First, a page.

My mom can no longer play a card game.
My mom is a card sharp. She's one of those people who can count cards, know what you're likely to be collecting, knows fifteen different versions of rummy, and takes winning with all the serious intensity of champion chess players. She has quick hands and very dangerous fingernails. She plots the downfall of her opponents as craftily as a general planning to storm the beaches of a foreign country. She once read a book entitled Chess for Fun and Blood. My dad began to refuse to play chess with her.
Last night I invited her to play Phase Ten (for those of you who don't spend your evenings devising ways to beat the crap out of your kids, it's a rummy-like game). Each player completes simple hands: 2 sets of three, a set of 3 and a run of 4 etc. with a card in front of each listing what is needed for each phase. Mom couldn't do it.
Quite aside from the difficulty her arthritic hands had with holding her cards, she couldn't remember what phase she was on (okay, not unexpected). But more alarming was the fact that she couldn't grasp the difference between 'set' and 'run'. The card colors confused her. By the end of the game she was starting to need fewer prompts, but we were both to tired to try a second hand.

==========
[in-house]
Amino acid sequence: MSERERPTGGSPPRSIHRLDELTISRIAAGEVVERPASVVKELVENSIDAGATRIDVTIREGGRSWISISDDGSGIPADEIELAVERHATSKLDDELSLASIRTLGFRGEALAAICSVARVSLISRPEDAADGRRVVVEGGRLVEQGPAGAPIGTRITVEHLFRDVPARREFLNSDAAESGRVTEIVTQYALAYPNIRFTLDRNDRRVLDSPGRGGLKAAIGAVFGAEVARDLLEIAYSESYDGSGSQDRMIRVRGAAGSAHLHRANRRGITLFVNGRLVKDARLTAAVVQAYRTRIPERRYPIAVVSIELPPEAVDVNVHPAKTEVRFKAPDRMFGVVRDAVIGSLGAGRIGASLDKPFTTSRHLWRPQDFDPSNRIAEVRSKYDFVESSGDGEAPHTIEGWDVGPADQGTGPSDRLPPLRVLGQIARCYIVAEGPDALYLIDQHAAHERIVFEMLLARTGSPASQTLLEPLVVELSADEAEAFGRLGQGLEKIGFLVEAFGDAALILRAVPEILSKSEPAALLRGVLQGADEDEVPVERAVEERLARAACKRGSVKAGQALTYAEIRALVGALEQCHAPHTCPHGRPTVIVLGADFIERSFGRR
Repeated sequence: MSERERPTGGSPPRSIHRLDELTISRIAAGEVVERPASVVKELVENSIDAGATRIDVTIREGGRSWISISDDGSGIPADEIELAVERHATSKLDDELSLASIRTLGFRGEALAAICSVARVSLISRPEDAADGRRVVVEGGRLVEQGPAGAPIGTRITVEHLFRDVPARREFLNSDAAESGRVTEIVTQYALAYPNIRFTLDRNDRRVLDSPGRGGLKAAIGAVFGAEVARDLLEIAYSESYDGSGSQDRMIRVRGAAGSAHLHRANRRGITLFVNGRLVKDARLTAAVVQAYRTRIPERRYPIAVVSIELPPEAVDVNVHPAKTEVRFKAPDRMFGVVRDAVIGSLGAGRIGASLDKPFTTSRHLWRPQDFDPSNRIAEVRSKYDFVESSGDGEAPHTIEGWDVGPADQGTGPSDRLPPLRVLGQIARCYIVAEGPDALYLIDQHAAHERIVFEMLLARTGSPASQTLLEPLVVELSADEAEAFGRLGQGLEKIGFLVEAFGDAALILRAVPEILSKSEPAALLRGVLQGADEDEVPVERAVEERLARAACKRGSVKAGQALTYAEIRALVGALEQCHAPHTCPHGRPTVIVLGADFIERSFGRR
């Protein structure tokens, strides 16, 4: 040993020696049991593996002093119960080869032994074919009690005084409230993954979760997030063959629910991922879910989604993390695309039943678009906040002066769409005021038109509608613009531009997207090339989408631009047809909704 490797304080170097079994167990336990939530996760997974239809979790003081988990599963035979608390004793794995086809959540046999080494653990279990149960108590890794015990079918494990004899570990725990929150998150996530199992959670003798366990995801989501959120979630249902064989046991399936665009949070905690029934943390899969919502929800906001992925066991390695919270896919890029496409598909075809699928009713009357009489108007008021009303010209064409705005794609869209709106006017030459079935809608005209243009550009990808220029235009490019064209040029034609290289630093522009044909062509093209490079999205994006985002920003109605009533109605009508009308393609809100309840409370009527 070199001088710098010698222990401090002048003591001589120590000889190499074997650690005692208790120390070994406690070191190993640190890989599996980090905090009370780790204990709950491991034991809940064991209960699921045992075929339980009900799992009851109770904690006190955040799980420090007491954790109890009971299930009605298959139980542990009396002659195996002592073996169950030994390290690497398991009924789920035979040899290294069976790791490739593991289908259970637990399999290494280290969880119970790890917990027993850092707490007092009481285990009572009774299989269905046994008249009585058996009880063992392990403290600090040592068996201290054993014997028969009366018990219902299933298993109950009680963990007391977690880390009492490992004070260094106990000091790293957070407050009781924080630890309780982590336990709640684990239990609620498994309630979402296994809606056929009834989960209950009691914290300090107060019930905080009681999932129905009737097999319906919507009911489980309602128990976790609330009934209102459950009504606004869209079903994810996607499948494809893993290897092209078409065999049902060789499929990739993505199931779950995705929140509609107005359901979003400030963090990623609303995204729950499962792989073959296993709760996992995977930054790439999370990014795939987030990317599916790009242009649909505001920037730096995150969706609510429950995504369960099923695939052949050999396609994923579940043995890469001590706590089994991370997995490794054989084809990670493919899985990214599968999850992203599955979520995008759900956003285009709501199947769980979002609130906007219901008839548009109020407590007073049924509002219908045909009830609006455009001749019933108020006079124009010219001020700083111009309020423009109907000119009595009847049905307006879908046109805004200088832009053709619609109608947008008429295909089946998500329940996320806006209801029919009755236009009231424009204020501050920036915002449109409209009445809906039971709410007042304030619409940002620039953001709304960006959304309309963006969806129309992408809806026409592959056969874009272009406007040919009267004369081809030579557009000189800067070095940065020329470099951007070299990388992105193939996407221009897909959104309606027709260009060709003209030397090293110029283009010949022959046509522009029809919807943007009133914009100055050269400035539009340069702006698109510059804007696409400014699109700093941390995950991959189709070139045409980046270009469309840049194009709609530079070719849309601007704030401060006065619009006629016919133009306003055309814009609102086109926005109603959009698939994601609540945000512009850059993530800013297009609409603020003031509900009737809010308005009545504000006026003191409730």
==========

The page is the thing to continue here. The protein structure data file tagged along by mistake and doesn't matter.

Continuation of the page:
Less than two years ago she was still able to learn to play a new game. Now, she is losing her ability to play the old ones.
There is a memoir written by a local author called The House on Beartown Road. The author is simultaneously caring for her infant daughter and her declining father. It is a poignant tale observing both ends of life meeting and passing each other: Baby learning to talk, Dad forgetting how. Each noticeable loss comes with a pang of grief.
I won't ask her to play again. It's too hard on her to struggle, and too hard for me to watch.